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All those stores and shops and boutiques got Bezos-d, my friends.

OK, we get it, Woods, you might be thinking by this point, maybe this was a simple error by a data entry gig worker. I’m having trouble buying that possibility, because the same thing happened with the oat milk Amazon Fresh sent me. The 32 fluid ounce container I bought online from Amazon Fresh cost $4.08. I took it out of the bag, after delivery, and looked at it, and wondered if my eyes were really going bad. No, they had sent a mini version of what I’d ordered from them before. To be specific, on Nov. 19, Amazon Fresh had sent me oat milk, 48 oz worth, and charged me $3.48.

Do the math, and then ask yourself again, at what cost convenience? 32 oz for $4.08, that was the price being gouged out by Amazon less than two months after they sent me 48 oz for $3.48. They charged me significantly more, for significantly less. During a pandemic. Lord, at the very, very least that’s a bad look. And I’m past the point of defaulting to the kinder assumption when the topic is practices of corporations in this age. I won’t edge toward a safe zone, for fear of casting an unearned negative aspersion, unfairly sully their fine reputation. Their reputation precedes them, and the sullying has already occured.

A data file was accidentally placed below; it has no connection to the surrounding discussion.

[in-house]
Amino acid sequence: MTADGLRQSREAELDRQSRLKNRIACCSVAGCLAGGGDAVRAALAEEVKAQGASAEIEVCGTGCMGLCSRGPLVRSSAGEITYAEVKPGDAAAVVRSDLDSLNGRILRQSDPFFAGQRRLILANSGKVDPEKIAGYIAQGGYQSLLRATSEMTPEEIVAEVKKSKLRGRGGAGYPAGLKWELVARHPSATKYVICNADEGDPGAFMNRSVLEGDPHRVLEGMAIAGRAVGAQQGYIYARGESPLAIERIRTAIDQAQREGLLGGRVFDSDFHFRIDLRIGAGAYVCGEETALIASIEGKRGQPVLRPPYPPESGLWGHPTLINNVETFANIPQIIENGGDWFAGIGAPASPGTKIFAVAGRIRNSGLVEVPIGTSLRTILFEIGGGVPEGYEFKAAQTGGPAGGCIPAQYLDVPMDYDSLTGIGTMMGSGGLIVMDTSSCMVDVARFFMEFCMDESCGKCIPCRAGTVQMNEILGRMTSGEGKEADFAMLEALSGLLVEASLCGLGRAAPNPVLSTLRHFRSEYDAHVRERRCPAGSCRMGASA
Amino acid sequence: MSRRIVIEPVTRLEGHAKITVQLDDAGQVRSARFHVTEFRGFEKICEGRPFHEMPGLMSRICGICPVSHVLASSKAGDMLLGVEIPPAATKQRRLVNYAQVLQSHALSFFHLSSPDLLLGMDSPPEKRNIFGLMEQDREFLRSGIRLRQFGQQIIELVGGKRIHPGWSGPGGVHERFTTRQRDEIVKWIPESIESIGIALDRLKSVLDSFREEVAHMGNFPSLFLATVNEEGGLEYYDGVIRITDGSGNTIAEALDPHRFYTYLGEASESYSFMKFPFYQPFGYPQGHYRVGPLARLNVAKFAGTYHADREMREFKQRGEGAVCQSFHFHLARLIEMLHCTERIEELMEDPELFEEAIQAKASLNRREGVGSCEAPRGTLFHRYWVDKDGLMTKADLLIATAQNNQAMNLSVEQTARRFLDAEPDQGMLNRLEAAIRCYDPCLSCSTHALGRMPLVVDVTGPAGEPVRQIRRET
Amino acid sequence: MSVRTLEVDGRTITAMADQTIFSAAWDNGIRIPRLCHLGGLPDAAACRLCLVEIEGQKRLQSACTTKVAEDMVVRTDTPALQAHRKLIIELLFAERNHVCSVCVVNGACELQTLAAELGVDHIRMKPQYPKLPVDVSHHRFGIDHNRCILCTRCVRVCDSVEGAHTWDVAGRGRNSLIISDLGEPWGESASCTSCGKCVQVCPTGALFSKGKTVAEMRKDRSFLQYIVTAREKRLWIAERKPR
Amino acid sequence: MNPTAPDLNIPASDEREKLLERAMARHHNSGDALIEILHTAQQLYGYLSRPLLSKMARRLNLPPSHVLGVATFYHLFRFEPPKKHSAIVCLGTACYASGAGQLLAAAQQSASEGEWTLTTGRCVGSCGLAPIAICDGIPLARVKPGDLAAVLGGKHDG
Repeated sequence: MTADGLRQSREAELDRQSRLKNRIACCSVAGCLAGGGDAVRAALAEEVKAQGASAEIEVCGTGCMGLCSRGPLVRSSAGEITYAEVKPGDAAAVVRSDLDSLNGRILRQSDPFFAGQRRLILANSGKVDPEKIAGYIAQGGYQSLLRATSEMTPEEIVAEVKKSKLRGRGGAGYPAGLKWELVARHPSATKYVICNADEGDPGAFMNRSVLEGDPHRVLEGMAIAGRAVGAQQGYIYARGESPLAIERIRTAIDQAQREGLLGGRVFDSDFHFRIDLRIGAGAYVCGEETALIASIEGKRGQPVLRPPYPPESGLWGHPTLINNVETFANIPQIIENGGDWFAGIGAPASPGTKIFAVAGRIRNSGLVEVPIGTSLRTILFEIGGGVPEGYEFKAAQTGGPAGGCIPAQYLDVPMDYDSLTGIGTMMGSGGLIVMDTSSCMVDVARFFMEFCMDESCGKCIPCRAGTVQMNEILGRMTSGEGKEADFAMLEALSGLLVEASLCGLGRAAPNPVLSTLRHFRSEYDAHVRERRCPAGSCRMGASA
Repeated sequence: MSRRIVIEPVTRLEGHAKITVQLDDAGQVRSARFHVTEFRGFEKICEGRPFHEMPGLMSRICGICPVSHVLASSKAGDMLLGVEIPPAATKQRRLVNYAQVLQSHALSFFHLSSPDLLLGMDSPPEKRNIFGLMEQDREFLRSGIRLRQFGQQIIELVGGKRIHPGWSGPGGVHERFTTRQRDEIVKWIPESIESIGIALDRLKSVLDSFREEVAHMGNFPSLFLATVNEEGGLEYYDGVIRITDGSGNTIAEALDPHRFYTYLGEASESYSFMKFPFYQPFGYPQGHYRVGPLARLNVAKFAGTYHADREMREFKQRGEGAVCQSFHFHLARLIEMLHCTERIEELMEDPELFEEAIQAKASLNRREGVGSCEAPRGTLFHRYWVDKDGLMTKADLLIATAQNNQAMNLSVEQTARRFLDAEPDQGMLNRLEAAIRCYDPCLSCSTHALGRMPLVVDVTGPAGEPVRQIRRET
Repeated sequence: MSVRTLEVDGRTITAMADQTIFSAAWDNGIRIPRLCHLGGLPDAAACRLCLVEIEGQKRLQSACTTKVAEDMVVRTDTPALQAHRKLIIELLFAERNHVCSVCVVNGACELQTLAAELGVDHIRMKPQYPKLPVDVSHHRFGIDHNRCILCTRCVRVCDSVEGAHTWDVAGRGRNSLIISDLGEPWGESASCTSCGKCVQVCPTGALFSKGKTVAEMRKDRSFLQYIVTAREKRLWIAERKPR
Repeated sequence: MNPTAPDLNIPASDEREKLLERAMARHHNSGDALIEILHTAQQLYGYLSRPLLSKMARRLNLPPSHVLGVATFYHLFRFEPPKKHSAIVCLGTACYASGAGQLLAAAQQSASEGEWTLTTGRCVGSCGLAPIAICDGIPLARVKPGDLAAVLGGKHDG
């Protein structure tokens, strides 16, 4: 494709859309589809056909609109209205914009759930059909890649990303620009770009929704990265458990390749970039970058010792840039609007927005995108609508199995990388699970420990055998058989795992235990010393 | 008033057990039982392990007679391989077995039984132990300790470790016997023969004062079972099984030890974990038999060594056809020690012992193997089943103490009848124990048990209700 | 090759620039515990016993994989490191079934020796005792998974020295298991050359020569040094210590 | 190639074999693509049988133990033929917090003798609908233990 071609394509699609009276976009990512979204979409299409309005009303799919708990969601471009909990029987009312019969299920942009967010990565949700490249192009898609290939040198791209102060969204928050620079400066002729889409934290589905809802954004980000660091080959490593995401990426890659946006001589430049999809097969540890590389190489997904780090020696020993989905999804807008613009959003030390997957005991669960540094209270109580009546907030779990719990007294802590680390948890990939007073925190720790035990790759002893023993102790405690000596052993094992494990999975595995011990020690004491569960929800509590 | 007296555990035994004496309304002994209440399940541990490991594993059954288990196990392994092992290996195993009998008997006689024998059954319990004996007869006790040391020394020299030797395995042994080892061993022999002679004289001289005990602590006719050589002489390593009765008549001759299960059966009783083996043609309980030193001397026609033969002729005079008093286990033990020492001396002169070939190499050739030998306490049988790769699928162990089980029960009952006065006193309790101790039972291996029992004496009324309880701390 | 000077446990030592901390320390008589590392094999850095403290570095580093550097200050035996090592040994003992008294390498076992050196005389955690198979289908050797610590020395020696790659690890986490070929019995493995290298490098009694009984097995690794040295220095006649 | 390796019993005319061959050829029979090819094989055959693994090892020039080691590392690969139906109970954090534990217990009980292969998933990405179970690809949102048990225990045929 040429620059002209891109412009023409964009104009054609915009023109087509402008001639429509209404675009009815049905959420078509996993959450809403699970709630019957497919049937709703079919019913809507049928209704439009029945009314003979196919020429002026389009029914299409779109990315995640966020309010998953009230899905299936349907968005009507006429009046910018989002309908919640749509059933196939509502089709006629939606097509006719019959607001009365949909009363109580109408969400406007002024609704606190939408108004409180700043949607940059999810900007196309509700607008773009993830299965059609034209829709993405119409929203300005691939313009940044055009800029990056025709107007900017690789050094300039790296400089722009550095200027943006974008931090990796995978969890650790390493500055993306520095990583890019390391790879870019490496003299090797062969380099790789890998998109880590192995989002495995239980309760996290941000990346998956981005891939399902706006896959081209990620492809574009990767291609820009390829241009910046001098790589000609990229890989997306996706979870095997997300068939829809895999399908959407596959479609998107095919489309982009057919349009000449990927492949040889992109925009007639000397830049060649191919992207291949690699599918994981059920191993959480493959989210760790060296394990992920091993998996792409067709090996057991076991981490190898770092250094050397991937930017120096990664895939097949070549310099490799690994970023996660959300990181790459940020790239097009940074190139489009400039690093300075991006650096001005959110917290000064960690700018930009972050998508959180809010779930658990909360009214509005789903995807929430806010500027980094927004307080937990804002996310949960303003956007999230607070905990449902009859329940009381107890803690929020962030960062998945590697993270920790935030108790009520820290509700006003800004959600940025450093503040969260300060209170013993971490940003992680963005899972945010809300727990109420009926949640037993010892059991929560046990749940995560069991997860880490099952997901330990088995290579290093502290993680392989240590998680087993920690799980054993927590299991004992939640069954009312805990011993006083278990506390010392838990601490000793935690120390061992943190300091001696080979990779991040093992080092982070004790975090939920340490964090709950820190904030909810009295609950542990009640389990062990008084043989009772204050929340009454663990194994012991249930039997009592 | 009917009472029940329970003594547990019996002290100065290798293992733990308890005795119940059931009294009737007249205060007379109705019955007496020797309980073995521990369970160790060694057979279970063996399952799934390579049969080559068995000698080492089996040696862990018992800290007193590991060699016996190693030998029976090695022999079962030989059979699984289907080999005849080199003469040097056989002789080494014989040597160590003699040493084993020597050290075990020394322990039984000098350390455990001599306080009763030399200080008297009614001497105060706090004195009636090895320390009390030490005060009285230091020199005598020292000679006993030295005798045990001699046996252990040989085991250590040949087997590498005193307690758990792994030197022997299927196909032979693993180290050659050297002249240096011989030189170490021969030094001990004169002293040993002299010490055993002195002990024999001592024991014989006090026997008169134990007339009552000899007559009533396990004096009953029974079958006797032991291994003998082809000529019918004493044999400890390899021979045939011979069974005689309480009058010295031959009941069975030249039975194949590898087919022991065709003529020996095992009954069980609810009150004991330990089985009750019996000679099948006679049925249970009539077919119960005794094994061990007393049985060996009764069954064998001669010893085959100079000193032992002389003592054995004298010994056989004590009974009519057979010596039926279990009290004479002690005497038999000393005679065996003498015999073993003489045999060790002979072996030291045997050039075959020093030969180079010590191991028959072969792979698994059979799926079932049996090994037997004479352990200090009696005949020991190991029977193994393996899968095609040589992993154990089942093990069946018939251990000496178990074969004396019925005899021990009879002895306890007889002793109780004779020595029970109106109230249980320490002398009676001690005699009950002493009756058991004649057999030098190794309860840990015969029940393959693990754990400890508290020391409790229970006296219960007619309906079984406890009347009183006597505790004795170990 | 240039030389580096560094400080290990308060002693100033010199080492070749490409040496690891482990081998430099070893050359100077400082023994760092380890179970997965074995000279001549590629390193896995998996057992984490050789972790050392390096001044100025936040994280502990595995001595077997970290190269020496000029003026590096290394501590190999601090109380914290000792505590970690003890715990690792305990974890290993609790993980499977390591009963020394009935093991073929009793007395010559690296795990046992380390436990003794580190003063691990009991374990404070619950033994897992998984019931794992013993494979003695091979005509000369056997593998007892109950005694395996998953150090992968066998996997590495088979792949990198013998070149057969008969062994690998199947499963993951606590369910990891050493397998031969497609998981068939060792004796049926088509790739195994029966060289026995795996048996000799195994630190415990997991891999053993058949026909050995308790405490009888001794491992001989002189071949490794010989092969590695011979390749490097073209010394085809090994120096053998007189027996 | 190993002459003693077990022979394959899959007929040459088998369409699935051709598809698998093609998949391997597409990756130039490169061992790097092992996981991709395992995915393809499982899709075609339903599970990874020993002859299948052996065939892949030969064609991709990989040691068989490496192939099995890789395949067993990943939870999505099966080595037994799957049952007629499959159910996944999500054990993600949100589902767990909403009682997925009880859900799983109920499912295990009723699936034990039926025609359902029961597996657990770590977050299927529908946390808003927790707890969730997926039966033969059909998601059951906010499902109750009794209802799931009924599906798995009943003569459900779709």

No, it’s not “just” a few ounces. The percentage of how much more they charged, and how much less they sent can add up to millions and millions of dollars, depending on how often such switcheroos occur. Just how much? I suspect that some folks in Congress will be curious to know, after January 20, or so I hope. Because I forwarded this story to Senator Elizabeth Warren and a couple other reps who I believe care a bit about protecting consumers.